Early in my career, I noticed the project managers in my company drove nicer cars than we programmers did. (This was back before companies had learned to fully value their technical staff.) After a few years of noticing those nicer cars, I asked my boss what I needed to do to become a project manager. He told me, “When you start acting like a manager, I'll make you a manager.”
This advice wasn't unique to him. I've since heard it from many other bosses. And it's actually not bad advice.
The problem with my boss's advice was that there were no opportunities for me to start acting like a manager. Each of the company's projects already had a project manager assigned to it. If I had started acting like the manager of a project that already had a manager, the officially appointed manager would have been quite annoyed with me.
If my boss had really wanted me to start acting like a manager in order for him to promote me into that role, he should have left a void in the organization for me to fill. In fact, an important part of a leader's job in an agile organization is to create vacuums so that the right people can step forward and fill them.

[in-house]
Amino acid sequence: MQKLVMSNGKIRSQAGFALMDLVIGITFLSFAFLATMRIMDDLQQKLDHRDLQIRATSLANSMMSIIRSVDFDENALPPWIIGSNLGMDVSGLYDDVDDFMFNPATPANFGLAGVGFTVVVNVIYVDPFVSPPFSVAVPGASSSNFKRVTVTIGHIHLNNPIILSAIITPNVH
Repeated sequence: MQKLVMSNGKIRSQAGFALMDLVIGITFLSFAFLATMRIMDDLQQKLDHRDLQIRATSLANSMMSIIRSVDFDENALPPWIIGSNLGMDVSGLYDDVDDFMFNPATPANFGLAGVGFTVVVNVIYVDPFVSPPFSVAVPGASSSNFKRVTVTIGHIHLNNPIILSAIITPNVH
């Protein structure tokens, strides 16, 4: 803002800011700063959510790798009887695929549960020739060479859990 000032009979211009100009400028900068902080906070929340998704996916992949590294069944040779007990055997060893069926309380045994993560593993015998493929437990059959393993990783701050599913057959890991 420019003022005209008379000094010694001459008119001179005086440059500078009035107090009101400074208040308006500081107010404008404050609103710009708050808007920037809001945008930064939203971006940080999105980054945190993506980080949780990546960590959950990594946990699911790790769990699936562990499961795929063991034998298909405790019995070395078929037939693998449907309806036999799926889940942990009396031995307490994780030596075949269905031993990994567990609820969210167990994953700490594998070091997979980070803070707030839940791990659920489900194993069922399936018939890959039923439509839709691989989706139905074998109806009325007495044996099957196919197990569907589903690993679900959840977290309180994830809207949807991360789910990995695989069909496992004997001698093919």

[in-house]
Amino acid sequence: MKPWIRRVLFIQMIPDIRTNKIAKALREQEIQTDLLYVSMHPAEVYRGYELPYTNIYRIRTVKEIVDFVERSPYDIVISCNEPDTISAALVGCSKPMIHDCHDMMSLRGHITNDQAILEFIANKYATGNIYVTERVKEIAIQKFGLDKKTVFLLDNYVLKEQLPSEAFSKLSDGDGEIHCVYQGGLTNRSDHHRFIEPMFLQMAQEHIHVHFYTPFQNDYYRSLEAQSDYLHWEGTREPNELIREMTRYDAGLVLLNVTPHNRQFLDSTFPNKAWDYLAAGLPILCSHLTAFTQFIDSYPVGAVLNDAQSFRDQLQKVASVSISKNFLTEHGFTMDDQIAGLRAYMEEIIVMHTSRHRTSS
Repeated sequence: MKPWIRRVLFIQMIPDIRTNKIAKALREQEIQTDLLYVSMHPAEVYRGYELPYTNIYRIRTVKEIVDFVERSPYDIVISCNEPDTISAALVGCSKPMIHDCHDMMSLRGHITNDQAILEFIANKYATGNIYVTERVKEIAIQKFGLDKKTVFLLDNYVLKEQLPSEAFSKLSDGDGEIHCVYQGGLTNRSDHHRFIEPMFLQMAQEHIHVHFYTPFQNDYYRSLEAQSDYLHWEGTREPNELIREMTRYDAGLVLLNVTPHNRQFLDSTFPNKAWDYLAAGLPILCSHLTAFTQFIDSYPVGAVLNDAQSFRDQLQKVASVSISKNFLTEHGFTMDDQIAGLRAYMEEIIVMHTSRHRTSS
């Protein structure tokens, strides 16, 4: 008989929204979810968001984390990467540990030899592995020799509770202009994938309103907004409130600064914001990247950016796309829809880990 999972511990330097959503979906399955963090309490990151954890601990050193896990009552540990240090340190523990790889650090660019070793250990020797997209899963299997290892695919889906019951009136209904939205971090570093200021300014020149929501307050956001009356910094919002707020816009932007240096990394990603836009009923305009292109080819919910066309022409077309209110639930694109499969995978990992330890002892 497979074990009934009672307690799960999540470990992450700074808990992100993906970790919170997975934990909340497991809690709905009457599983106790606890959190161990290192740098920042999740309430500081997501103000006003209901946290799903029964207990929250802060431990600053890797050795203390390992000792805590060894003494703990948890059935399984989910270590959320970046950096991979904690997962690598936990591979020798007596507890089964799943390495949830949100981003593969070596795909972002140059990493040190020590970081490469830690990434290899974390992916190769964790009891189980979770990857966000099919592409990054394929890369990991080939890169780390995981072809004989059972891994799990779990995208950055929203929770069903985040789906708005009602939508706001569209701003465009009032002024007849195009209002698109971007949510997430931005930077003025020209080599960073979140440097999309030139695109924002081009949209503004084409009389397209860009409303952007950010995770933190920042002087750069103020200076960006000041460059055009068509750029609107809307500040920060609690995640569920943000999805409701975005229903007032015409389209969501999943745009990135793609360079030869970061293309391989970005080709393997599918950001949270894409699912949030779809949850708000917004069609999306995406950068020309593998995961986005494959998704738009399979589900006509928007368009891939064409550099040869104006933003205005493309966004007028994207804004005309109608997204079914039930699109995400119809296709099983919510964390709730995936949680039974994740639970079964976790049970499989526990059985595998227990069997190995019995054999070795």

Creating a vacuum entails deliberately leaving a gap in an organization. Rather than filling the gap by identifying a specific person or group of people to fill it, a leader can point out the gap, and then see what happens. The benefit of this approach is that it allows people to work in areas where they are passionate.
As an example, many years ago, I was working as a VP of software development. Some of the first XP teams in that company discovered the benefits of continuous integration, and I was excited to spread this practice across the department. I could have appointed someone to make that happen.
Instead, at the next department meeting, I talked about how impressed I was with what those teams had done, and how it was going to be important for us to spread that good practice to other teams. Without explicitly saying so, I let it be known that this was something people could work on.
Of course, for this to work, leaders also need to create a culture in which employees do not have every waking moment of every day committed to project work. Companies don't need to go so far as the well-known Google 20 percent time, but employees should generally have some time they devote to work of their own choosing.
This is a sign that leaders trust employees. It is also a recognition that it is impossible for a leader or manager to identify the highest priority work in all cases.
If you're a leader in an agile organization, the next time you need something done, rather than assigning someone to the work, consider creating a vacuum and seeing who steps into it.